Without thinking, people act with more generosity than if they take some time to weigh the logic of their behavior.
Contrary to popular and pessimistic thought, the discovery suggests that, by default, our gut instincts lead us to be more helpful than selfish. That may explain why door-knocking and phone solicitations, which demand immediate responses, tend to bring in bigger donations than statistics-laden e-mail messages or direct mail, which puts people in a rational frame of mind and allows them to think for a while before deciding whether to give.
Likewise, people who commit heroic acts -- like the man who jumped onto New York City subway tracks in front of an oncoming train to save a young man having a seizure five years ago -- often make split-second decisions to do the altruistic thing.
"If you look at testimony of a lot of people like that describing their decisions, you can see they are heavily weighted towards intuitive thinking," said David Rand, a behavior scientist at Yale who conducted the new study while at Harvard. "People say, 'I didn't think about it. I just did it.'"
In a 2011 best-selling book called "Thinking, Fast and Slow," Nobel-Prize winning economist Daniel Kahneman argued that a lot of decision-making comes out of a tension between two types of brain processes. On the one hand, we have quick and intuitive thoughts, which are often emotional. The other mode is slower, allowing for more controlled and calculated thinking.
Until now, Rand said, researchers had yet to combine the two kinds of thought processes in a way that explained how people actually behaved.
"You could imagine either that people are intuitively selfish, that our default is to be nasty and that the way to get ourselves to do the right thing is through willpower and restraining selfish impulses," Rand said. "On the other hand, our automatic response might be to be predisposed toward cooperation, then to stop and think and realize that it's in my selfish interest to be a jerk."
To find out which scenario best explains how our minds work, Rand and colleagues conducted a series of 10 experiments that compared how people behaved when they made decisions either instantly or after a pause.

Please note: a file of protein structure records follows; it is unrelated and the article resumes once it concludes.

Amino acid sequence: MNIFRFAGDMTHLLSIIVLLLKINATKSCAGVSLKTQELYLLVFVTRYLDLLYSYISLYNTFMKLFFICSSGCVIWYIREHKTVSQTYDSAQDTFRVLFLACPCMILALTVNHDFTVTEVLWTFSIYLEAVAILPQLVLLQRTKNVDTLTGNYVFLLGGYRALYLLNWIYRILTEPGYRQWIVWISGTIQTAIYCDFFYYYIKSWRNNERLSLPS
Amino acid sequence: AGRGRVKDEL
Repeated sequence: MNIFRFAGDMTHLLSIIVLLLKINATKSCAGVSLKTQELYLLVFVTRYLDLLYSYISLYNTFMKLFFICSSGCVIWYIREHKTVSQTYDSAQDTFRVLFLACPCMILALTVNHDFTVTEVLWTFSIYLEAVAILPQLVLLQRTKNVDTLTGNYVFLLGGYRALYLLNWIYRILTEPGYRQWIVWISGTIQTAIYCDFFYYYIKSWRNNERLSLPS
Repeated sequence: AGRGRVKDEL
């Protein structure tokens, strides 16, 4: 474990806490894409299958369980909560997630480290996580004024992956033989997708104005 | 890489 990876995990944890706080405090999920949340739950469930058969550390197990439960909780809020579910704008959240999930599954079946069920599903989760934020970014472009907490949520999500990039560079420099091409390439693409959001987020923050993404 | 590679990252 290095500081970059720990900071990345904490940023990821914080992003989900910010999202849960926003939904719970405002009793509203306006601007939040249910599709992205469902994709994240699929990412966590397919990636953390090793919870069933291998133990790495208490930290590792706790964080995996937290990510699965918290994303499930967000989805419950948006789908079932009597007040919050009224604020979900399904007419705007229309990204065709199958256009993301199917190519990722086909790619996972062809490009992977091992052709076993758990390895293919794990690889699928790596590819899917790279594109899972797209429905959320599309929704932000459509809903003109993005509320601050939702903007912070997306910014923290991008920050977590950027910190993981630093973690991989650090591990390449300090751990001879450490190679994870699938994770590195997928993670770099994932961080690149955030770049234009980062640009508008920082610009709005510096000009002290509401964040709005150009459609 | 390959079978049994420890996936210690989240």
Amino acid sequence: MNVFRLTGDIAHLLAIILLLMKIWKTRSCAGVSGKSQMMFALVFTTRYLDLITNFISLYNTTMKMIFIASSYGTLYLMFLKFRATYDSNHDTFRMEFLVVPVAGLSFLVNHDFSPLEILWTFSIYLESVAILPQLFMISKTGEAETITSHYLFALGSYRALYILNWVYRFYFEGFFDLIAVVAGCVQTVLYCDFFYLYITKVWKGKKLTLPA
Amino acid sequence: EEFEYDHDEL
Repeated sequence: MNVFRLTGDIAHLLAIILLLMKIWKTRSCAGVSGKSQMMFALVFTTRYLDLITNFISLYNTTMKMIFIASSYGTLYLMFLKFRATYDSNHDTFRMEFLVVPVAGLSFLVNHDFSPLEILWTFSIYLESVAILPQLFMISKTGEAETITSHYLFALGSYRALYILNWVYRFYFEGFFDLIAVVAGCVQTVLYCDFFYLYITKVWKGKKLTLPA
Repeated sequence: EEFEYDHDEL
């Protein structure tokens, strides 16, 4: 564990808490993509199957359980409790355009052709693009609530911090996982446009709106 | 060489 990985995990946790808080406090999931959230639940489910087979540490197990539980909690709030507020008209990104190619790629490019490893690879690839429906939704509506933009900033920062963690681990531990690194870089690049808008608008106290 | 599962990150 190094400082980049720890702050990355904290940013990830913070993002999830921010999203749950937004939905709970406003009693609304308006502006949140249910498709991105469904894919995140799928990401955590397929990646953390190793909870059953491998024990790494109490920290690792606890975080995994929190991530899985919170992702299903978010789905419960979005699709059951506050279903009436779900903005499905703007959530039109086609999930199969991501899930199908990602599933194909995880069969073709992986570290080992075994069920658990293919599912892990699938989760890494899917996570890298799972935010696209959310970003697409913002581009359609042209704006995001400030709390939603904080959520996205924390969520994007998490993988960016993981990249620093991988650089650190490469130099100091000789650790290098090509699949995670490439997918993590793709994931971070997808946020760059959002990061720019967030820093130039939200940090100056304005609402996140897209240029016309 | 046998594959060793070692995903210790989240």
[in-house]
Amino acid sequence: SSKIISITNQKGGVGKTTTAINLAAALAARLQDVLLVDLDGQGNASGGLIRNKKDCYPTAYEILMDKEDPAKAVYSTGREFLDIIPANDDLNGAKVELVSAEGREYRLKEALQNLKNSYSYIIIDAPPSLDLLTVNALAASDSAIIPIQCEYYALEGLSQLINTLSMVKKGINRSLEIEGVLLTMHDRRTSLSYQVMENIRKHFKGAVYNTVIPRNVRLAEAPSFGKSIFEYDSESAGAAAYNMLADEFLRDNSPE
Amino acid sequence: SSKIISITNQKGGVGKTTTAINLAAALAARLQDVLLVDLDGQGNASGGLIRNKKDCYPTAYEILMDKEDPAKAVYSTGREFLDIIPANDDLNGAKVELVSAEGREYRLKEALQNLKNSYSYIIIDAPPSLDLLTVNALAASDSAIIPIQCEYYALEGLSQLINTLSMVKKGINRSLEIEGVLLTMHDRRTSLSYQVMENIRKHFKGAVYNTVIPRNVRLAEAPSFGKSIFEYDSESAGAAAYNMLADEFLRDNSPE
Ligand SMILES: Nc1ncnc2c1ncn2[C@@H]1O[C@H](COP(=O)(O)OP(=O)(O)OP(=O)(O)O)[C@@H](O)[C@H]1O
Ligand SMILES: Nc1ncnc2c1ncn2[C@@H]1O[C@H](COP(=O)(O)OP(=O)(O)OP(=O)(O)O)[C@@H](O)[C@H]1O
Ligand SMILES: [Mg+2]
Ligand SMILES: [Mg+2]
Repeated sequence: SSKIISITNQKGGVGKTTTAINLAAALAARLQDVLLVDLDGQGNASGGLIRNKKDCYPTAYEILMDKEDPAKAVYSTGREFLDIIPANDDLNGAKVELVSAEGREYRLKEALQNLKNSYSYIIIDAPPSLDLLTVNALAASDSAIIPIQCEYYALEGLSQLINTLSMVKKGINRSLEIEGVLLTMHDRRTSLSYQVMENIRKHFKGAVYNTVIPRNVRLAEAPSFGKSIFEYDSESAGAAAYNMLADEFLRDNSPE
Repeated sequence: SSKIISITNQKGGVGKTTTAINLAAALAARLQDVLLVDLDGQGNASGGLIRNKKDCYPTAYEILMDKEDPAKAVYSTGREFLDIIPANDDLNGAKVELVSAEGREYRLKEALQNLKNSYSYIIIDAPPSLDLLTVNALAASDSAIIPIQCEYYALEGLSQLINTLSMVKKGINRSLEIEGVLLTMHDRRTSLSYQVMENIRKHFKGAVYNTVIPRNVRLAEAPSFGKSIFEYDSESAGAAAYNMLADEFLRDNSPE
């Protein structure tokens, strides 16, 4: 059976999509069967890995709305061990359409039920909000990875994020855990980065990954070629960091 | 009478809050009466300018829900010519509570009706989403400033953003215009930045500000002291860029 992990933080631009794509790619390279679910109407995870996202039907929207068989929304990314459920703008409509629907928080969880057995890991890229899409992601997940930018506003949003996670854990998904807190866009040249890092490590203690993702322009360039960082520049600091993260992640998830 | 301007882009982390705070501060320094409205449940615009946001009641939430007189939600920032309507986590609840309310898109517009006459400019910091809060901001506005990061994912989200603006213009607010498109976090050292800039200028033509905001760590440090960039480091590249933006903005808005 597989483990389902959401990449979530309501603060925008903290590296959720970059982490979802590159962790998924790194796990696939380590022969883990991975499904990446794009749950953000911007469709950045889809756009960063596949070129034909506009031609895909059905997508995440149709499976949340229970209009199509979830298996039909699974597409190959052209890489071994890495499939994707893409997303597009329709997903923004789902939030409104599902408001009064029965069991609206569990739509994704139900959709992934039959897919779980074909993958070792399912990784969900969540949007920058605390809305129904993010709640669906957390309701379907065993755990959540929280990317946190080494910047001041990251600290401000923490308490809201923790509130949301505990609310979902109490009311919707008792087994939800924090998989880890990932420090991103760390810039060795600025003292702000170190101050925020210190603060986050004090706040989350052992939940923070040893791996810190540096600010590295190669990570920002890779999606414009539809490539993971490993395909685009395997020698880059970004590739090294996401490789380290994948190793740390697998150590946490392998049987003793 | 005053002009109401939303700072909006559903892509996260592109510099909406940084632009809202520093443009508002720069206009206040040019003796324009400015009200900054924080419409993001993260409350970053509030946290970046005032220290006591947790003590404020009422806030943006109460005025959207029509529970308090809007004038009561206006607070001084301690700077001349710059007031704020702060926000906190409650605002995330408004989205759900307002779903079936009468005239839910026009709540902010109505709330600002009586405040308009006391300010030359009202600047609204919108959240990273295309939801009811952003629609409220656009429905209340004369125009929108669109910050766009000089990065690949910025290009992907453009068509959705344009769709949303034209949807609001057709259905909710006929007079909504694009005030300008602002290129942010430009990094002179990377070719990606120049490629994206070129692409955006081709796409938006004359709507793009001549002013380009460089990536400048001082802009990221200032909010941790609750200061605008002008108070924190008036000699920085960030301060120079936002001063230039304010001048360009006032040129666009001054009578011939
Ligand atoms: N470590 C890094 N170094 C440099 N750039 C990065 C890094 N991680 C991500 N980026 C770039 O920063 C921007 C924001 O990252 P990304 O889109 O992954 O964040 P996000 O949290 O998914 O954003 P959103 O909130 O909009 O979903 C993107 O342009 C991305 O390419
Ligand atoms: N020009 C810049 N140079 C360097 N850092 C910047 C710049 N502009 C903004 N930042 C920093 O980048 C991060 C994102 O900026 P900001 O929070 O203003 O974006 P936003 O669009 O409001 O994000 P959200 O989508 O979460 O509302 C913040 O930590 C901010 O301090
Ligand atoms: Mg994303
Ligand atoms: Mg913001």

In the first experiment, people were put into groups of four and given 40 cents. Participants could choose how much of it they wanted to contribute to a common pot, which would be doubled and divided evenly among all four people. No one learned how much the others gave until the donations were completed.
In this scenario, the most lucrative strategy is to be as selfish as possible. But if everyone is generous, the group as a whole can do better.
People who made the quickest decisions about how much to give, the team reports today in the journal Nature, contributed the most cash to the common good. Those who acted in less than 10 seconds gave nearly 70 percent of their money, while those who took longer put in just over half of their original sum.
In follow-up experiments, people who were asked to recall memories that put them in an intuitive frame of mind contributed more than people who were primed to think reflectively.
And people who were randomly assigned to make their decisions more quickly gave more than people who were told to wait 10 seconds before putting in their money.
For decades, many experts have assumed that people are naturally and automatically selfish, said Simon Gächter, an experimental economist at the University of Nottingham in the United Kingdom. The new findings may offer a kinder view of humanity.
"Many decisions we have to make every day are intuitive and many people don't think through everything," Gächter said. "Apparently our gut instinct is to support cooperative behavior rather than selfishness. That's important information."
Despite the temptation to make conclusions about human nature, the new findings don't necessarily mean that people are naturally good and cooperative, Rand pointed out. He compared the automatic instinct to be generous with an impulse to eat a box of donuts.
"If you think about yourself in situations where you have a first impulse and then stop to think about it, it's not at all clear that the first impulse is the real you," he said. "You want to eat the doughnut and then you're like, 'Well no, the doughnut is not good for me.' It's not like the real you is the doughnut-eater."
Instead, we may simply learn and internalize cooperative habits that help society run more smoothly.
Either way, his study reinforces what fund-raisers already know -- that showing people a picture of a starving orphan is more likely to pull at their intuitive and emotional heartstrings. Lists of facts more often push potential donors away.
For people who strive to be better versions of themselves, the take-home message might be that sometimes, it's best to resist rationalizing and instead let your gut feelings lead the way.